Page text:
If your home or small community is located outside the obligated service area of an existing water utility, you may need to start thinking like a space colonist. Ditto for developers seeking to put new lands into service, particularly in desert areas where a 100-year water supply is a dubious proposition. Rather than see it as another indicator of government's hostility to business, an entrepreneur should see water recycling as an opportunity to serve an off-the-grid sustainable-technology marketplace.
Two trends are harbingers of a change in the water market.
First, water providers are beginning to see the end of the supply of cheap, clean fresh water. Not only are the quantities of fresh water limited compared to burgeoning demand, but it has finally come to light that an expanding infrastructure that does not consider life cycle costs for maintenance and replacement will eventually become a failed infrastructure. This makes growth outside of a well-networked service area problematical for water quality and reliability reasons. Old water is bad water. A dead-end water main, such as those found on the periphery of a water service area, is not just a maker of old water because of its stored volume, but also a single point of failure chain with each link a stick of pipe. It is therefore unreliable, more liability than asset.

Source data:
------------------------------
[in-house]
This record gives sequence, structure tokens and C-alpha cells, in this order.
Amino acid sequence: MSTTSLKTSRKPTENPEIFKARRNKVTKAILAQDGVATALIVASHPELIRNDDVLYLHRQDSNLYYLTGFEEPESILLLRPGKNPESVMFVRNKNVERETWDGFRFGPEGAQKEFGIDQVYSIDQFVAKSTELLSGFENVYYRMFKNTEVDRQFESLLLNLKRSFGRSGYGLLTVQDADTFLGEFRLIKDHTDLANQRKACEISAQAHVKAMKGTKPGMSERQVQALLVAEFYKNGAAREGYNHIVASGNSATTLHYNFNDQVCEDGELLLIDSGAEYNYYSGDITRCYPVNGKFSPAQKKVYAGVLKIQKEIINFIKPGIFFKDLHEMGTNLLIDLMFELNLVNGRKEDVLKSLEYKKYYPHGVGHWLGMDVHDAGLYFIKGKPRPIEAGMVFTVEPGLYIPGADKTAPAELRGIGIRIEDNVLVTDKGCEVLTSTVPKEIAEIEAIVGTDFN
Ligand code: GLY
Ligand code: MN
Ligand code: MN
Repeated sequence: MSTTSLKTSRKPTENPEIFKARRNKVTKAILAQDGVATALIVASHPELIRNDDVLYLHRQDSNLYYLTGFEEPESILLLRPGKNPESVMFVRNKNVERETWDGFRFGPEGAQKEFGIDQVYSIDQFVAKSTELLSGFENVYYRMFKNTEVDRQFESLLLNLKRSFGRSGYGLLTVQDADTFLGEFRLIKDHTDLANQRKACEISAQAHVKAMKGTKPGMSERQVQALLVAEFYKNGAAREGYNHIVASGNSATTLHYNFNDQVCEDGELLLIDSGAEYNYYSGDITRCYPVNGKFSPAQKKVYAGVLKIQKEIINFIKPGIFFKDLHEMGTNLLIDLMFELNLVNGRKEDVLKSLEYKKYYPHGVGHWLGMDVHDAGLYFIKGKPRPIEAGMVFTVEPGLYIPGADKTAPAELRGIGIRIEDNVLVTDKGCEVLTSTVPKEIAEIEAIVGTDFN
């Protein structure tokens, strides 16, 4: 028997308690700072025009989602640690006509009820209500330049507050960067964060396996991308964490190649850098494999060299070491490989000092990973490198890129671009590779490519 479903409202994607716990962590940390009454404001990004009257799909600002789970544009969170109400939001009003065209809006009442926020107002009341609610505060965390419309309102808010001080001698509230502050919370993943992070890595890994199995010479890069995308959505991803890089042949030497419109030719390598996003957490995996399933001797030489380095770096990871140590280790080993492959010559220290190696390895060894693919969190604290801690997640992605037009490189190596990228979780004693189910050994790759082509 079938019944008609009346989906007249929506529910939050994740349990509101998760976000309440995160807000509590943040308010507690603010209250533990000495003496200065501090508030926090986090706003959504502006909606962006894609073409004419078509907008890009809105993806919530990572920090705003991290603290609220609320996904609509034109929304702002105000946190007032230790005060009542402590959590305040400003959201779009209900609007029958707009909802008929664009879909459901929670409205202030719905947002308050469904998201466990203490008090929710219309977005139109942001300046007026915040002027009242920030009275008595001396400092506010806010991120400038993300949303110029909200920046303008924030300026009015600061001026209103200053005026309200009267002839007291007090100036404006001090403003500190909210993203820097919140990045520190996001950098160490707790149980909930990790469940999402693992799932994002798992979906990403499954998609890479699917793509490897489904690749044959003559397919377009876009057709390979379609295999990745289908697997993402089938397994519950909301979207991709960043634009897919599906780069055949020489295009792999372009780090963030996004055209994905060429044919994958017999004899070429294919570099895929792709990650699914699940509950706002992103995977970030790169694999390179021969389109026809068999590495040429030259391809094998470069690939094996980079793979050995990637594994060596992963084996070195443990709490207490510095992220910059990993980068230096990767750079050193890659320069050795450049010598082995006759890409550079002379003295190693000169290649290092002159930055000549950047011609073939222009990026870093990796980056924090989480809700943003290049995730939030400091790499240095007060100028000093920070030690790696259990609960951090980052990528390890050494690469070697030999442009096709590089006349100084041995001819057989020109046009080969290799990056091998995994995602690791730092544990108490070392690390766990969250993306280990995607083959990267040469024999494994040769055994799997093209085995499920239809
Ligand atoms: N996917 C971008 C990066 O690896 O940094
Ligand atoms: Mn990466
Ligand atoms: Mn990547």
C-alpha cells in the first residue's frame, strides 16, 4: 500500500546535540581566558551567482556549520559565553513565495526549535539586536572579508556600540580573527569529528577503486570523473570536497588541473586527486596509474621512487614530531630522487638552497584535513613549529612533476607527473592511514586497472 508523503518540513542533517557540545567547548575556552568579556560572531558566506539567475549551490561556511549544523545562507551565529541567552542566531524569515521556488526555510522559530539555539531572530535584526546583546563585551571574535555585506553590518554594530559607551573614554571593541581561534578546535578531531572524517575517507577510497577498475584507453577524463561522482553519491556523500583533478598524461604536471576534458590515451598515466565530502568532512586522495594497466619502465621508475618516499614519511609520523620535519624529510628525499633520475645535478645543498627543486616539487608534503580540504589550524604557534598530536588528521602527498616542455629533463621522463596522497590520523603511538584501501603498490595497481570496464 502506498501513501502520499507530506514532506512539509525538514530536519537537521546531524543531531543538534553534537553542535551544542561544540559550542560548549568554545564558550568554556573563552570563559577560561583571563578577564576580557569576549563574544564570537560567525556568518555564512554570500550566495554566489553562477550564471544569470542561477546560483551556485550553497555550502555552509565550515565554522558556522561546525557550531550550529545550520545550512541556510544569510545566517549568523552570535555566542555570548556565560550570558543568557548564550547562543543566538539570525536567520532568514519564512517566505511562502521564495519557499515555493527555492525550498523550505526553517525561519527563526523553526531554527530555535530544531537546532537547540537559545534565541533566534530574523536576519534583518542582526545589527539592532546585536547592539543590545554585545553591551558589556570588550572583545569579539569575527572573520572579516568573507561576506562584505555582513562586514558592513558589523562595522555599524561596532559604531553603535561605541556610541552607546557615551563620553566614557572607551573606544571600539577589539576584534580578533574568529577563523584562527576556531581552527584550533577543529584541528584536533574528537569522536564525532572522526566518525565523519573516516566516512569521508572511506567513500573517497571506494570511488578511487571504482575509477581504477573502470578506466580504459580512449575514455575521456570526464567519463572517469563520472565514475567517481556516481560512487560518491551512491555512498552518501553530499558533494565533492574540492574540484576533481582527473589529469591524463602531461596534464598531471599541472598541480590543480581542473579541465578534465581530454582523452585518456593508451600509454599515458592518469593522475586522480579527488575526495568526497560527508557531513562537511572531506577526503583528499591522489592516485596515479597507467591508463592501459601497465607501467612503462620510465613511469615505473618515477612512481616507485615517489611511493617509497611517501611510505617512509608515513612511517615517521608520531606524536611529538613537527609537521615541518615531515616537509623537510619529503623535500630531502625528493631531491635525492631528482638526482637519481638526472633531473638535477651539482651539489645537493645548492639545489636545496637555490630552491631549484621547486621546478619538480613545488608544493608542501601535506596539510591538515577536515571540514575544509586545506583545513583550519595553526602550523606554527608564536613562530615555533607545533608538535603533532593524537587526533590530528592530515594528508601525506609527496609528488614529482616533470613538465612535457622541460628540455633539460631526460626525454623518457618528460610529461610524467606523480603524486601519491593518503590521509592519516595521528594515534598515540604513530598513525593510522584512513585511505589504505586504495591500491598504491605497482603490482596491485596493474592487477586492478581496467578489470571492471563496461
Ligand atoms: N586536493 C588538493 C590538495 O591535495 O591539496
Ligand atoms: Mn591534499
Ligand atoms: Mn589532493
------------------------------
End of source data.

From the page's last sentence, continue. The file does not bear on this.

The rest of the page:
Second, a new market for off-the-grid utilities has emerged with the realization that a central system is a commons. No one has a stake in it, so no one takes care of it. It becomes wasteful, expensive, unreliable, and, eventually, it becomes dangerous.
That's the problem.
The solution is technology that allows you to recycle water, any water, including storm water, gray water, black water (septic), and water from the air in the home and conservatory, such as a greenhouse. Much is already available. More is needed. Jump in.